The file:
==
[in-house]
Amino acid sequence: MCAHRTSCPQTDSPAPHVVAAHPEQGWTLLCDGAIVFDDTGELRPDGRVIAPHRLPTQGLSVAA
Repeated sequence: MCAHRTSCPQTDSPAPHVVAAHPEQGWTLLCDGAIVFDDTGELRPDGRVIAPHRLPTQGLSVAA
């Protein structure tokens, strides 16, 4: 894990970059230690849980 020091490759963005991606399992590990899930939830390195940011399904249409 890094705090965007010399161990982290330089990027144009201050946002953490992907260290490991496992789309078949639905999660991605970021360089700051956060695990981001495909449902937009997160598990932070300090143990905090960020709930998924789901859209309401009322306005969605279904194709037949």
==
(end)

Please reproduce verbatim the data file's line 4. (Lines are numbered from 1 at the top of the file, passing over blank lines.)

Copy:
């Protein structure tokens, strides 16, 4: 894990970059230690849980 020091490759963005991606399992590990899930939830390195940011399904249409 890094705090965007010399161990982290330089990027144009201050946002953490992907260290490991496992789309078949639905999660991605970021360089700051956060695990981001495909449902937009997160598990932070300090143990905090960020709930998924789901859209309401009322306005969605279904194709037949």